Why David Price and the Boston Red Sox Are a Perfect Match

Perhaps a year too late, Boston finally has an ace.

One wonders where the Boston Red Sox would have gone last year had they had a true number-one starter at the top of their rotation.

What would have happened had they traded for Cole Hamels? What would have happened had they signed Jon Lester or Max Scherzer? What would have happened had they not said to themselves, "Hey, let's give Rick Porcello ace cash!" 

Last year, Red Sox starters posted a 4.39 ERA, 13th out of 15 teams in the American League. Would a more stable rotation, with a clear ace at the top, have helped out guys like Porcello, Clay Buchholz and the rest of the gang who helped the team finish in last place in the AL East?

Evidently, Boston's new president Dave Dombrowski didn't want a repeat of last season, so he went out and got one of the two best starting pitchers on the free agent market in David Price.

Last year, Price went 18-5 with a 2.45 ERA, 2.78 Fielding Independent Pitching (FIP) and an fWAR of 6.4. His nERD of 2.48 was eighth-best in all of baseball, meaning over a 27-out game, Price would have given up 2.48 runs per game fewer than a league average pitcher.

Price's arrival in Boston was desperately needed for a team that was an ace short from the time the opening curtain went up in 2015. 

Price threw 220 1/3 innings last year, piling up 225 strikeouts with just 47 walks. His 6.4 fWAR was a career high for him, and for the second time in his career, he led the league in ERA.

The deal itself is interesting. It is a seven-year, $217 million contract, the largest ever for a pitcher, and it's the biggest contract ever given out in Red Sox history. It also includes a player opt-out after the 2018 season. And now, with the addition of closer Craig Kimbrel in a trade a couple weeks ago, the Red Sox have the look as the American League East favorite in 2016.

Boston's rotation will be fronted by Price, with Buchholz slotted in as the number-two, followed by Porcello, last year's rookie sensation Eduardo Rodriguez, and Wade Miley. That's a much more palatable rotation than the one that sunk the Red Sox's chances from the get-go.

Price finished second in the AL Cy Young voting this year, but for my money, should have beaten Houston's Dallas Keuchel out for the award. Keuchel bested Price in five areas, wins (20-18), WHIP (1.02-1.08), innings pitched (232-220.1), Baseball Reference Wins Above Replacement (7.1-6.0), and nERD (2.51-2.48). However, Price bested Keuchel in ERA (2.45-2.48), Fielding Independent Pitching (2.78-2.91), strikeouts per nine innings (9.19-8.38), walks per nine (1.92-1.98) and FanGraphs Wins Above Replacement (6.4-6.1).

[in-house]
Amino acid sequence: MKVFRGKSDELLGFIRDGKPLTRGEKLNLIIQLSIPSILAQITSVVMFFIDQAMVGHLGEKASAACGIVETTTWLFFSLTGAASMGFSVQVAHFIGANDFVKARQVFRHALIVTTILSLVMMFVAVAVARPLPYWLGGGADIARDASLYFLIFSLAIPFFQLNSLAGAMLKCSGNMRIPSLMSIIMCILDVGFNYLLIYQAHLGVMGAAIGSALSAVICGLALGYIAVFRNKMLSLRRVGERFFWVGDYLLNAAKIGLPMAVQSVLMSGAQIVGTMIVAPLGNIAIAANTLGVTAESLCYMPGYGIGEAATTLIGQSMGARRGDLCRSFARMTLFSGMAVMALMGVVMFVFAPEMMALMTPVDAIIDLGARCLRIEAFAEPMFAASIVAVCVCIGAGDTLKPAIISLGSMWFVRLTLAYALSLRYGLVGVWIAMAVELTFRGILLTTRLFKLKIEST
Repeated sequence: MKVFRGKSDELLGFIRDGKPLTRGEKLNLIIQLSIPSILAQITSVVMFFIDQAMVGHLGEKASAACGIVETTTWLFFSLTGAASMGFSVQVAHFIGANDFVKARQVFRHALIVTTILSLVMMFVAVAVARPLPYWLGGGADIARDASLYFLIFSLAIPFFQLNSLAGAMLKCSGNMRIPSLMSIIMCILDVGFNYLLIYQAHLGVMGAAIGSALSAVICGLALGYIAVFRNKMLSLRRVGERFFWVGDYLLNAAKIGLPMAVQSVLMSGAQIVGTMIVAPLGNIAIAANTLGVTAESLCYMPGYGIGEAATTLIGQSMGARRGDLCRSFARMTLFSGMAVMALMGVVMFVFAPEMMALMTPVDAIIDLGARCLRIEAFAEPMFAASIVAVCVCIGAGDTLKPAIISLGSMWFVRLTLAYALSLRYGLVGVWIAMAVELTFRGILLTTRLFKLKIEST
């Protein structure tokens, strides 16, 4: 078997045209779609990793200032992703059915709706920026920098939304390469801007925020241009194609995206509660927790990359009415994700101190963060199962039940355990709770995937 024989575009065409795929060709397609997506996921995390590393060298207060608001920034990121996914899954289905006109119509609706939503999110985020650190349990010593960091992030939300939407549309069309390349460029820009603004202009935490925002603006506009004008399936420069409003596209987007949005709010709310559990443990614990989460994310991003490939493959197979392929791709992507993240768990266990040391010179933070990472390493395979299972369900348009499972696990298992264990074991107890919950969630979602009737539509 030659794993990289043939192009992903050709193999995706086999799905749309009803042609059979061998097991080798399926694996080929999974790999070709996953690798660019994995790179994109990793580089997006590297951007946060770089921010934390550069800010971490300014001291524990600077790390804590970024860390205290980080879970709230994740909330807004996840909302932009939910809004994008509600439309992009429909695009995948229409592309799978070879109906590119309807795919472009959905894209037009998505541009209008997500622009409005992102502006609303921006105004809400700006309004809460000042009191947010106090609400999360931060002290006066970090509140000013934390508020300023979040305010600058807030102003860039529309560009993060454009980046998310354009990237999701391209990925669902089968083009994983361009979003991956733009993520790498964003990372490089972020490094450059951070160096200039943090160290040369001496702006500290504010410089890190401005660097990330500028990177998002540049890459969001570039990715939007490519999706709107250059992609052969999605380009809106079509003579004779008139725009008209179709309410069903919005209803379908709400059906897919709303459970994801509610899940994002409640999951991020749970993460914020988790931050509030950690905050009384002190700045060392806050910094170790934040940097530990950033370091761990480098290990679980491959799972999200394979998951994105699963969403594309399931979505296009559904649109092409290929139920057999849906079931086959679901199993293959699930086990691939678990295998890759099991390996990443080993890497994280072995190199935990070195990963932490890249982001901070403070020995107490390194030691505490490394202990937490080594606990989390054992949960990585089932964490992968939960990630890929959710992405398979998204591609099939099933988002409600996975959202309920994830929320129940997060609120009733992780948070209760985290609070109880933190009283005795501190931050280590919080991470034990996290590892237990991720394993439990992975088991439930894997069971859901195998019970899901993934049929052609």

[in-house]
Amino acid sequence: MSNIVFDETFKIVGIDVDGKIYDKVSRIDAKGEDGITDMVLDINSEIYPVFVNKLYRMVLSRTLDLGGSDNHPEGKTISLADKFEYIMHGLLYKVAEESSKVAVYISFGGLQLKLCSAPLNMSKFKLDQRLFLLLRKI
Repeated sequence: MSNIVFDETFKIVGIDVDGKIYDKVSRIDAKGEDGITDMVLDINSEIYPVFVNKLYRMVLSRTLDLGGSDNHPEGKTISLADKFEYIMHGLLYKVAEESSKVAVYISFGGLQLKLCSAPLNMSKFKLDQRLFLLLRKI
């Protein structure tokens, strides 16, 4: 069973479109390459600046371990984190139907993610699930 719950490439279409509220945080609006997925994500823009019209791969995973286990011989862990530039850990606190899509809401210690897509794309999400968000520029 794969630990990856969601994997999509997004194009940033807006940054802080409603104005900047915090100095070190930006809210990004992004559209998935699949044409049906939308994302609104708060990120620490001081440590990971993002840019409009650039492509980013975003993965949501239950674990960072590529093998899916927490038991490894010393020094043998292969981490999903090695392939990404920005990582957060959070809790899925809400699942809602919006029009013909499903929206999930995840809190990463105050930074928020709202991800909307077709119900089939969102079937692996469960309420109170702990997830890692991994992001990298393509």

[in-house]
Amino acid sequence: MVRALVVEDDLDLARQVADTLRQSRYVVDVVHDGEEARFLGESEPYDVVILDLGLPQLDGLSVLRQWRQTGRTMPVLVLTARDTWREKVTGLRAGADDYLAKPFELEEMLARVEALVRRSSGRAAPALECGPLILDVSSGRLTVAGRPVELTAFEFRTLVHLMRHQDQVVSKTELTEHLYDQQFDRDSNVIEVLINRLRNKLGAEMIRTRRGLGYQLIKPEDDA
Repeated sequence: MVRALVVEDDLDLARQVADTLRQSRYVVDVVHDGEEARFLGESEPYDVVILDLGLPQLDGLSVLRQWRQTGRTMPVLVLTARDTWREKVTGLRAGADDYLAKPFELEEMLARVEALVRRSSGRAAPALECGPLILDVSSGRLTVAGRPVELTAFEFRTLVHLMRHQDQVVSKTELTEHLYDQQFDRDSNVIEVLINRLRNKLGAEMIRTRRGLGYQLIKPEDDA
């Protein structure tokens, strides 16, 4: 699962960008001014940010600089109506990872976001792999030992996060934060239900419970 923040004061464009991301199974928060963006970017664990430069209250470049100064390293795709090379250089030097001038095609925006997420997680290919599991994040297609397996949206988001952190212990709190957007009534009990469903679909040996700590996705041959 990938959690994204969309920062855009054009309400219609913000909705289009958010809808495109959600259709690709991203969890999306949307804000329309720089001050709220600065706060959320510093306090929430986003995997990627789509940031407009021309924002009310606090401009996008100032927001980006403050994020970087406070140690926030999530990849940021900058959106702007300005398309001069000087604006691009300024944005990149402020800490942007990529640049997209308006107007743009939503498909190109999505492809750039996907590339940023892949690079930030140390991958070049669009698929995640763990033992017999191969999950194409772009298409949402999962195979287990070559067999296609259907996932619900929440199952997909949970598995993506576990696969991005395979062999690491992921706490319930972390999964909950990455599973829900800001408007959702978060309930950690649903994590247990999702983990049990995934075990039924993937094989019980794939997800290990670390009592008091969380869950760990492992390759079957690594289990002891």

While Price's regular season resume cannot be questioned, there are some who are worried about his inability to pitch well in the postseason. In 14 playoff games (eight starts), Price is 2-7 with a 5.12 ERA. However, most people in baseball don't put a whole lot of stock in those playoff numbers. His 63 1/3 innings are a small sample size when compared to what happens over the course of a regular season.

In the playoffs, Price has struck out 8.4 batters per nine innings, and walked just 1.7 for a strikeout-to-walk ratio of 4.92. In the regular season, Price has struck out 8.6 batters per nine, and has actually walked more batters in the regular season, 2.3, for a 3.70 strikeout-to-walk ratio. His WHIP and hits per nine are also roughly the same.

The big difference is the home run rate, which is 0.8 homers per nine in the regular season and 1.6 per nine in the playoffs. Team executives know about the randomness of the postseason and smartly did not see fit to penalize Price for it.

As for the Red Sox, Price fits like a glove. He becomes the third left-hander in their rotation, good for the lefty-heavy American League East. He's also done really well in his career pitching in Boston.

And Red Sox fans shouldn't be too worried about that player opt-out. In fact, it may benefit Boston for Price to opt out after three years, leaving the team free and clear from a contract that will pay him in excess of $30 million a season in his mid-to-late 30s. 

Boston still needs some pieces for their offense, but given the question marks surrounding the rest of the division, the Red Sox should be considered the favorites as of now. Of course, there is still a long offseason to go, and the Winter Meetings next week could see a whole more changes for that ultra competitive division.